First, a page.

1. Mandatory 10% minimum exposure in liquid assets such as government securities, cash, treasury bills, and tri-party repo

  2. Gating of redemptions during extreme events to prevent any pressure on the fund

  3. Assess whether the side-pocket creation norms need to be revisited

  4. Stress testing for all open-ended debt oriented mutual fund schemes that will raise early warning signs and enable AMCs to take necessary actions

  5. Swing Pricing / Anti-dilution levy to pass on the cost of transaction to the transacting investor undertaking large redemption in time of crisis

  6. Facilitate repo in corporate bonds in order to increase liquidity in secondary markets and to enable greater issuances of paper rated below AAA

  7. Setting up of back-stop facility i.e. an entity that would buyout illiquid corporate bonds from debt funds in times of stress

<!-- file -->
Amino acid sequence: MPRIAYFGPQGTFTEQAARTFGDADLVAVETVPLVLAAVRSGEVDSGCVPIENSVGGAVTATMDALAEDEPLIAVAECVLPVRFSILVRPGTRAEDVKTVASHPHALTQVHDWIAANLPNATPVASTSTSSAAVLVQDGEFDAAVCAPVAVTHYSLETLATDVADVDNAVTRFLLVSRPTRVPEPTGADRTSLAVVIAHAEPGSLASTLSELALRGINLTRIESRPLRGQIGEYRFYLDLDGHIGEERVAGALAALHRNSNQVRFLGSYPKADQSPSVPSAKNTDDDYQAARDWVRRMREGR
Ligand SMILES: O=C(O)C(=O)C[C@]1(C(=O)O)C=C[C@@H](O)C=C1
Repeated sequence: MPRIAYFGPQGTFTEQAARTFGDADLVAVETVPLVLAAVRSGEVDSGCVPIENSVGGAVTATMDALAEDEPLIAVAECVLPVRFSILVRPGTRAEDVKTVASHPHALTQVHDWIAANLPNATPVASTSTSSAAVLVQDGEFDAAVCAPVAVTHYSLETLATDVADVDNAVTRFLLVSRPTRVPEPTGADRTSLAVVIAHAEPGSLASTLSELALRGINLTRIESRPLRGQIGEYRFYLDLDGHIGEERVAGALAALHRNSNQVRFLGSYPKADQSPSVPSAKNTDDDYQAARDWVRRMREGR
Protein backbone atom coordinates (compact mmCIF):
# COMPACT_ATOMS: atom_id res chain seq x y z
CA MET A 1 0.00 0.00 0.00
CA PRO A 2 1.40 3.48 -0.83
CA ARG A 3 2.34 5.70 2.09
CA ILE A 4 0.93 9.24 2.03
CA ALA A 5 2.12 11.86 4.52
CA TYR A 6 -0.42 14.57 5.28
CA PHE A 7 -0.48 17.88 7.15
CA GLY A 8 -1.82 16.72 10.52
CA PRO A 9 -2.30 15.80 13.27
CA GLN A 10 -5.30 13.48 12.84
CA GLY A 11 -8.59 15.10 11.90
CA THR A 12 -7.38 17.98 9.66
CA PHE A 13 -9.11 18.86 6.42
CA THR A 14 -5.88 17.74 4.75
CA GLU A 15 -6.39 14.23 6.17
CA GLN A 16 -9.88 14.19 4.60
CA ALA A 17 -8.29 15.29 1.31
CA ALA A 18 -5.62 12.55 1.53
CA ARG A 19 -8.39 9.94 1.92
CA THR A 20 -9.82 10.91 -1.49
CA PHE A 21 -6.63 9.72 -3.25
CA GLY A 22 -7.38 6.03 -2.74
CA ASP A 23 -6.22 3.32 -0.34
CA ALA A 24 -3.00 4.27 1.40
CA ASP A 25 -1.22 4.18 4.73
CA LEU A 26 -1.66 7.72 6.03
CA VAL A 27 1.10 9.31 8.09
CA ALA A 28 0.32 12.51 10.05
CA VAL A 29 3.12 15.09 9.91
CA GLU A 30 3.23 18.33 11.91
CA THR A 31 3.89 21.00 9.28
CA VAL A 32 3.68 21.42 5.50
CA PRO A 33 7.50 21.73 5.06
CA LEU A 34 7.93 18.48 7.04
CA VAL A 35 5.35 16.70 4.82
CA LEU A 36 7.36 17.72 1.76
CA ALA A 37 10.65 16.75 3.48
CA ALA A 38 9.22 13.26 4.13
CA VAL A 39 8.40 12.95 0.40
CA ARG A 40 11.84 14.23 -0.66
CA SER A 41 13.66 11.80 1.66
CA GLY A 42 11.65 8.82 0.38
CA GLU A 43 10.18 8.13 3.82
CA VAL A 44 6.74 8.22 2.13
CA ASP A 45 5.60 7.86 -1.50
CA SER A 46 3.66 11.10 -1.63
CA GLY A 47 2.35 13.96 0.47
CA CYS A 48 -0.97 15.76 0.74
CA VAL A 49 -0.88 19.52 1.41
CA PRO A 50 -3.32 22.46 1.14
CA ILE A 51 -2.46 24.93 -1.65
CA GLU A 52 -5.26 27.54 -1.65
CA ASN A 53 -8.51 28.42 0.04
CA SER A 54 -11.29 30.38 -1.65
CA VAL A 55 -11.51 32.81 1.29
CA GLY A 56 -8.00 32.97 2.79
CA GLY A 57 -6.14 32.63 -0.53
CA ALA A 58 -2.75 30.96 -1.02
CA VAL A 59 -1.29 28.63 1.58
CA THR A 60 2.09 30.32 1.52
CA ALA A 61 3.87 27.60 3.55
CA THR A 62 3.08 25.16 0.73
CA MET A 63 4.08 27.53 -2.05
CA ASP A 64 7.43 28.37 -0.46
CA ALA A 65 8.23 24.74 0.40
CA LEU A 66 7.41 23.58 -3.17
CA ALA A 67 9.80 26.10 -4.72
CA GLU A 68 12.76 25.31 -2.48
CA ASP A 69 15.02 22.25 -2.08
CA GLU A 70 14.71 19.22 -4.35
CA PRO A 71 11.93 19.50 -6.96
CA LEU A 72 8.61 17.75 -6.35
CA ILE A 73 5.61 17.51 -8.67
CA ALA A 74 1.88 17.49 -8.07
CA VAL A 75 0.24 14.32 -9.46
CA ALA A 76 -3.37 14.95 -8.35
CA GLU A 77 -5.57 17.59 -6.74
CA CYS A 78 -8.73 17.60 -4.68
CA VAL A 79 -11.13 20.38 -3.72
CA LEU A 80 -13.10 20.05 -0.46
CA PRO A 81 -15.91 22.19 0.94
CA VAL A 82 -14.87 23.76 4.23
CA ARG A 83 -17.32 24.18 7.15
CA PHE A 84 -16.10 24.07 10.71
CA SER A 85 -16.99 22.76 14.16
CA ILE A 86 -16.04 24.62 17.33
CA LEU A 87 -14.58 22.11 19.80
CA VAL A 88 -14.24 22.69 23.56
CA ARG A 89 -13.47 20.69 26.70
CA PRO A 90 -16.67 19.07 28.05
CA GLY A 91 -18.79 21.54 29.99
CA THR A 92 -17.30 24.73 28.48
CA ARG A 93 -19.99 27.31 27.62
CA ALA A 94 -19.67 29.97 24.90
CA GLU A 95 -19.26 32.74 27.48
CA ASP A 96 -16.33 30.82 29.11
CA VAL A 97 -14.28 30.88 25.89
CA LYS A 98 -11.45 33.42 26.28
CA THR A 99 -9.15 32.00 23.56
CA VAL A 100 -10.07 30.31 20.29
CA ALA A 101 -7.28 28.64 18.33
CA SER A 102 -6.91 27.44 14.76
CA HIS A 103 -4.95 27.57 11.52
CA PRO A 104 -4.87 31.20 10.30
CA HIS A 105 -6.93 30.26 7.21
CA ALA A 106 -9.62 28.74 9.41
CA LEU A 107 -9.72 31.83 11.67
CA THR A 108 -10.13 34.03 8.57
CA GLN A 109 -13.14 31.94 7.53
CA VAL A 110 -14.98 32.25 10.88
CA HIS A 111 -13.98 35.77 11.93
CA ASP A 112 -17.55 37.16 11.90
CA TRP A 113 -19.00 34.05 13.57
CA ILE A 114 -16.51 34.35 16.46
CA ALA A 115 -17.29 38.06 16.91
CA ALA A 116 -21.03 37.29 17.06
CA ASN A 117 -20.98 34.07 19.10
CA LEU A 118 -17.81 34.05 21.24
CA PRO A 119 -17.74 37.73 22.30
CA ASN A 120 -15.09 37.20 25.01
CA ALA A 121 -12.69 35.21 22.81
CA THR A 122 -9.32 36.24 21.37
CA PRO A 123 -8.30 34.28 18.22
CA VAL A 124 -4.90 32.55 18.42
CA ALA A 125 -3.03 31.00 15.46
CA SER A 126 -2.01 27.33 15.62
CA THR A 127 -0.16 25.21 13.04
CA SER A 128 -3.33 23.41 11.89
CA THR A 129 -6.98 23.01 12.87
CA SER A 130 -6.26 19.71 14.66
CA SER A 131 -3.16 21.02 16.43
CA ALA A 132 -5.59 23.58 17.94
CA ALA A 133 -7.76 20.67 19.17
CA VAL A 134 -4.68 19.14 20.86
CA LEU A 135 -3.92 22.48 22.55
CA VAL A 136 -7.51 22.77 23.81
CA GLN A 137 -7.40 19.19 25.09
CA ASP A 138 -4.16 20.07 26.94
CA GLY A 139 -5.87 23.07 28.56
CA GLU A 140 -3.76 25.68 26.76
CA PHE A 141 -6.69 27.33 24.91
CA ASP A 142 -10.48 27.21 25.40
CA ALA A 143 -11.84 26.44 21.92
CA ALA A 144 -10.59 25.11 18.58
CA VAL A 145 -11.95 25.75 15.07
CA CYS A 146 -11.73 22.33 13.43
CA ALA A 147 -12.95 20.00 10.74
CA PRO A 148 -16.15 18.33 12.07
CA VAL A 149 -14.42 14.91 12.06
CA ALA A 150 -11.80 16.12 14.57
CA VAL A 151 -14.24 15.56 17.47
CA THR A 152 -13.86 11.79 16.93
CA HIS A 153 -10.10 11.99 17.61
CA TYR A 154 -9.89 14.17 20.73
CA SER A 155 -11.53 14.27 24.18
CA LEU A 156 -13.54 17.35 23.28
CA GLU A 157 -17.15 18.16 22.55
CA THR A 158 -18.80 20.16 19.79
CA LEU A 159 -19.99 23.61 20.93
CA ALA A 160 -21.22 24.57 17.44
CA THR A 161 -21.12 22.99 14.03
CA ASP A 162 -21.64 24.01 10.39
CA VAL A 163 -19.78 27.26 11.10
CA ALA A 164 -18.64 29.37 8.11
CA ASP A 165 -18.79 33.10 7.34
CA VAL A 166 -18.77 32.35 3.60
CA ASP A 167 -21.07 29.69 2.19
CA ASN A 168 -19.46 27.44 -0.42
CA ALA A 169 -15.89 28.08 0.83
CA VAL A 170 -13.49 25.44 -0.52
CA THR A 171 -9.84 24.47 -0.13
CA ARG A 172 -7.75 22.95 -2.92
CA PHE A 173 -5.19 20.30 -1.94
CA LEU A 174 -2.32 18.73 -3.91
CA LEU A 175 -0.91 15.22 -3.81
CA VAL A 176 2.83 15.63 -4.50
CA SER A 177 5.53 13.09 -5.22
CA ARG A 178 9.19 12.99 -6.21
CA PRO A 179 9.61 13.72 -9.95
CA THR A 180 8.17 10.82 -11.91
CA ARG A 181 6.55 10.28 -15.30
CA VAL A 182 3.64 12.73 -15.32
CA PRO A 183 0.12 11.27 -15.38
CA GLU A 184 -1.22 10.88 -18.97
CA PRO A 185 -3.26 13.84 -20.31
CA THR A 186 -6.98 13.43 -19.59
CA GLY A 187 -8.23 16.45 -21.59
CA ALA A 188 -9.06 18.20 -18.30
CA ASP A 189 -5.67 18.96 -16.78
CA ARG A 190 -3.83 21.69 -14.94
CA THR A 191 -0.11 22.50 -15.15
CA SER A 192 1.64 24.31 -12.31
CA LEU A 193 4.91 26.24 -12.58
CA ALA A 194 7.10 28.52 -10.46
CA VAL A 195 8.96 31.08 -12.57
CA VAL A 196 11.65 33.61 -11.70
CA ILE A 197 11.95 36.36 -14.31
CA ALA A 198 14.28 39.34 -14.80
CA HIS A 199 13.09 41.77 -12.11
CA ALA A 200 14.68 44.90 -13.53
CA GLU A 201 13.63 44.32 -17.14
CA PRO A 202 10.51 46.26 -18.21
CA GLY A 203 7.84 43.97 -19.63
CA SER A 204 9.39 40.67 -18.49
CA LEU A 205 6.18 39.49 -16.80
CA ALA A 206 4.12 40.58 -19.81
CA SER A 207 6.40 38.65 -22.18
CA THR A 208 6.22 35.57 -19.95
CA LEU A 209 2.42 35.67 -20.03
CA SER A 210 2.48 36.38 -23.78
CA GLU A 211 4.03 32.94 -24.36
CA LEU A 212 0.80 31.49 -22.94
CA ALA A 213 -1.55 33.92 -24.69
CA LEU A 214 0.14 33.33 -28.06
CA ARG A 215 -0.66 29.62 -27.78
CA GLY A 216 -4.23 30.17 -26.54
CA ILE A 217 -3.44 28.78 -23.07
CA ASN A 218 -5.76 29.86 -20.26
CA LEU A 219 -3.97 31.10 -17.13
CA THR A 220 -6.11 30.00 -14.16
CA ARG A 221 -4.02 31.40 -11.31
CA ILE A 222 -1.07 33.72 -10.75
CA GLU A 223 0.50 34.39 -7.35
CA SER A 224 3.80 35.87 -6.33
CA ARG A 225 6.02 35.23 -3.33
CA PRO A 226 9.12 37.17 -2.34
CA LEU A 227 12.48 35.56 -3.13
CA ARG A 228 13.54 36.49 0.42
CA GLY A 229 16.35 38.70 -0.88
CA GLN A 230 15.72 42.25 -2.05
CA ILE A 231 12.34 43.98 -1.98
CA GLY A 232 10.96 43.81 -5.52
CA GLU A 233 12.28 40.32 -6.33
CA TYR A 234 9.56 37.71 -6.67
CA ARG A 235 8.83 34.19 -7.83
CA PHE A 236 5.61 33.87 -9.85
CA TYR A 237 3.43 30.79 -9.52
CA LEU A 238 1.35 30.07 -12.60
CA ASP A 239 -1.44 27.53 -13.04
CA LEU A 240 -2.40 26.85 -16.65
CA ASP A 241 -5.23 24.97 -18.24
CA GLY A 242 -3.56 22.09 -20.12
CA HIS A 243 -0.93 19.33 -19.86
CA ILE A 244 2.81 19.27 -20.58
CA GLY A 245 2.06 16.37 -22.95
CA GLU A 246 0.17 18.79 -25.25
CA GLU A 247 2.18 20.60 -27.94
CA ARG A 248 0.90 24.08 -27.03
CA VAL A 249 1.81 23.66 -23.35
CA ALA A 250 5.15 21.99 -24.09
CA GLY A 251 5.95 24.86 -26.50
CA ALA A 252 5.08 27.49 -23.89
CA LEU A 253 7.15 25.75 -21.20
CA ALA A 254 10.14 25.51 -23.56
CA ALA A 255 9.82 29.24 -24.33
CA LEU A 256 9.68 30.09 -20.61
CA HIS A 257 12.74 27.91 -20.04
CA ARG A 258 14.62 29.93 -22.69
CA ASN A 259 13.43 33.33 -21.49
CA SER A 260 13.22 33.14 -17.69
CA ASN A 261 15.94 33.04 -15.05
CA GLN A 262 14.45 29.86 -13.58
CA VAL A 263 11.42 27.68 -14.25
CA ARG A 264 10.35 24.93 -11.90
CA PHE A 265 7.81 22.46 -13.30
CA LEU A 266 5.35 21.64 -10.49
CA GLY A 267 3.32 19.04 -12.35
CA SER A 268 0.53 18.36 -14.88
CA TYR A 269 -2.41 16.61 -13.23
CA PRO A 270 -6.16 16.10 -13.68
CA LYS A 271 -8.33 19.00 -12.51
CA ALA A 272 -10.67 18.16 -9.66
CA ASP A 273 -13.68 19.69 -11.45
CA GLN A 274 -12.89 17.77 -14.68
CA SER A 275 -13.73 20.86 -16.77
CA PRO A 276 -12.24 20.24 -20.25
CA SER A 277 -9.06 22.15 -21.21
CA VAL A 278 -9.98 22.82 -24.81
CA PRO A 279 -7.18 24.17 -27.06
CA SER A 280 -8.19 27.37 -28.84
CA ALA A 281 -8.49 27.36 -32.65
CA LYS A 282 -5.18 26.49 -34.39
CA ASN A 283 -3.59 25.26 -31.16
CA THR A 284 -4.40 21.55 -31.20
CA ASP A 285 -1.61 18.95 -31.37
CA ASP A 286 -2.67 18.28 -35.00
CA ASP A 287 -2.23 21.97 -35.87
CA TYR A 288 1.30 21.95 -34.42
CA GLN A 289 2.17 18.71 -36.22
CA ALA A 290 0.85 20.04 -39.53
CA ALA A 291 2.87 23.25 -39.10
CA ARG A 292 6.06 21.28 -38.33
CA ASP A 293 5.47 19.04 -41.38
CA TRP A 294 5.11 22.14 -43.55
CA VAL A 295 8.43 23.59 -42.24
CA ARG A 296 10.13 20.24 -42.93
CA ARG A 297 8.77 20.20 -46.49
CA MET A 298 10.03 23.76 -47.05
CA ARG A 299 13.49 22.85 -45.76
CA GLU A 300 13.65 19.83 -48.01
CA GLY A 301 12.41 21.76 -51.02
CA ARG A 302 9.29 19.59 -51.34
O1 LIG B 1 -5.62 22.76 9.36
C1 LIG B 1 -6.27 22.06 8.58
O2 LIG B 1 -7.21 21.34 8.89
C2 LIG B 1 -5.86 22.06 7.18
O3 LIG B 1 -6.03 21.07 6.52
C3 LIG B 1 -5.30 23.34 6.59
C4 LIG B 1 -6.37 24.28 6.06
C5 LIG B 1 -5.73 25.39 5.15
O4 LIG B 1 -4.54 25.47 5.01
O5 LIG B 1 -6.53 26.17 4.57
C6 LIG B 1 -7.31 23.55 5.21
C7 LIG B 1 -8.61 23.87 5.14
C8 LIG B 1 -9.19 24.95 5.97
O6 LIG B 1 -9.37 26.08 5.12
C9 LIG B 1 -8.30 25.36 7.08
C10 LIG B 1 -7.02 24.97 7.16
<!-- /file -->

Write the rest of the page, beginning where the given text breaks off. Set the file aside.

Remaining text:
[Read: How SEBI Plans To Ensure That Liquidity of Debt Funds Is Not Compromised]

[Read: SEBI Chairman Proposes Additional Measures to Make Debt Mutual Funds Safer]

SEBI has taken bold and important steps to make debt funds safer. But as an investor, you too need to exercise precaution while picking schemes for investment. Invest in schemes that align with your risk appetite, investment objective and the time horizon to goal and assess the following factors to pick worthy schemes:

  • The portfolio characteristics of the debt schemes

  • The average maturity profile

  • The corpus & expense ratio of the scheme

  • The rolling returns

  • The risk ratios

  • The interest rate cycle

  • The investment processes & systems at the fund house

At PersonalFN, we arrive at top rated funds using our SMART Score Model. If you wish to select worthy mutual fund schemes, I recommend that you subscribe to PersonalFN's unbiased premium research service, FundSelect.

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Warm Regards,
Divya Grover
Research Analyst